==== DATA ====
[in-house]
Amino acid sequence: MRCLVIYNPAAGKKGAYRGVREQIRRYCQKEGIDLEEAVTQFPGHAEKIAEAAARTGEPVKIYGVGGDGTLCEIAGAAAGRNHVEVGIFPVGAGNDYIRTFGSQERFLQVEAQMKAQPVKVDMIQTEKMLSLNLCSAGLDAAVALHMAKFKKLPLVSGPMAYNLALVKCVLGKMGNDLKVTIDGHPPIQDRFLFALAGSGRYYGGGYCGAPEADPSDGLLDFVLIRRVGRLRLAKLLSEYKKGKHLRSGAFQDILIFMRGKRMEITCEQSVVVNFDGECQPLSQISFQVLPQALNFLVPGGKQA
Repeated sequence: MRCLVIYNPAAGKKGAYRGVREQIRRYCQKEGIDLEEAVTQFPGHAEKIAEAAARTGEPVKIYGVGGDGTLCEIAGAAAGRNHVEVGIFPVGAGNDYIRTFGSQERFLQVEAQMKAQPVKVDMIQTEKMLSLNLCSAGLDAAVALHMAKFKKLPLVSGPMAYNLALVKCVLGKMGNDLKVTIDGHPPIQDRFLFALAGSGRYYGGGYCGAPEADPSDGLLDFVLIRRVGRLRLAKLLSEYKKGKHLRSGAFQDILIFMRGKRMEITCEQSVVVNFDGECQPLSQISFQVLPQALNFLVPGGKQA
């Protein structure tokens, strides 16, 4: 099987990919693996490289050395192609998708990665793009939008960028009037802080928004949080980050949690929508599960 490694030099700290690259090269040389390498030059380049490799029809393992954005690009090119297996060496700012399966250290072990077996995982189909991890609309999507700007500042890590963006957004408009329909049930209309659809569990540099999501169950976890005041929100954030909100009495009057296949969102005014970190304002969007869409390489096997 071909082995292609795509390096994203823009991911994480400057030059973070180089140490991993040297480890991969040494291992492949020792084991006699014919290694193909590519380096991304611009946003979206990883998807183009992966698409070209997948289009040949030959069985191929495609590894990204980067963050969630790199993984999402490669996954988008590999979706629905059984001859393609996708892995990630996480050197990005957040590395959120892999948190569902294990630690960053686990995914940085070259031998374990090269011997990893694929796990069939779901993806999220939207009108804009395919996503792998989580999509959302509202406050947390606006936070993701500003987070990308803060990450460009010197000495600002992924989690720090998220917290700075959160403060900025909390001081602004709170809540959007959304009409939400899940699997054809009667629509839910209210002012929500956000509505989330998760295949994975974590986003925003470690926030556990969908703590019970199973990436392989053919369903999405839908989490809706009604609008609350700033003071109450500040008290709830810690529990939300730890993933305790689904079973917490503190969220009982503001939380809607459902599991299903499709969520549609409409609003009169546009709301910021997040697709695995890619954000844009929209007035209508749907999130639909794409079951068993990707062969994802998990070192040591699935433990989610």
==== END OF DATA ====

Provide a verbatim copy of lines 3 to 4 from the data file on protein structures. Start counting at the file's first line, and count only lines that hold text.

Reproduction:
Repeated sequence: MRCLVIYNPAAGKKGAYRGVREQIRRYCQKEGIDLEEAVTQFPGHAEKIAEAAARTGEPVKIYGVGGDGTLCEIAGAAAGRNHVEVGIFPVGAGNDYIRTFGSQERFLQVEAQMKAQPVKVDMIQTEKMLSLNLCSAGLDAAVALHMAKFKKLPLVSGPMAYNLALVKCVLGKMGNDLKVTIDGHPPIQDRFLFALAGSGRYYGGGYCGAPEADPSDGLLDFVLIRRVGRLRLAKLLSEYKKGKHLRSGAFQDILIFMRGKRMEITCEQSVVVNFDGECQPLSQISFQVLPQALNFLVPGGKQA
């Protein structure tokens, strides 16, 4: 099987990919693996490289050395192609998708990665793009939008960028009037802080928004949080980050949690929508599960 490694030099700290690259090269040389390498030059380049490799029809393992954005690009090119297996060496700012399966250290072990077996995982189909991890609309999507700007500042890590963006957004408009329909049930209309659809569990540099999501169950976890005041929100954030909100009495009057296949969102005014970190304002969007869409390489096997 071909082995292609795509390096994203823009991911994480400057030059973070180089140490991993040297480890991969040494291992492949020792084991006699014919290694193909590519380096991304611009946003979206990883998807183009992966698409070209997948289009040949030959069985191929495609590894990204980067963050969630790199993984999402490669996954988008590999979706629905059984001859393609996708892995990630996480050197990005957040590395959120892999948190569902294990630690960053686990995914940085070259031998374990090269011997990893694929796990069939779901993806999220939207009108804009395919996503792998989580999509959302509202406050947390606006936070993701500003987070990308803060990450460009010197000495600002992924989690720090998220917290700075959160403060900025909390001081602004709170809540959007959304009409939400899940699997054809009667629509839910209210002012929500956000509505989330998760295949994975974590986003925003470690926030556990969908703590019970199973990436392989053919369903999405839908989490809706009604609008609350700033003071109450500040008290709830810690529990939300730890993933305790689904079973917490503190969220009982503001939380809607459902599991299903499709969520549609409409609003009169546009709301910021997040697709695995890619954000844009929209007035209508749907999130639909794409079951068993990707062969994802998990070192040591699935433990989610």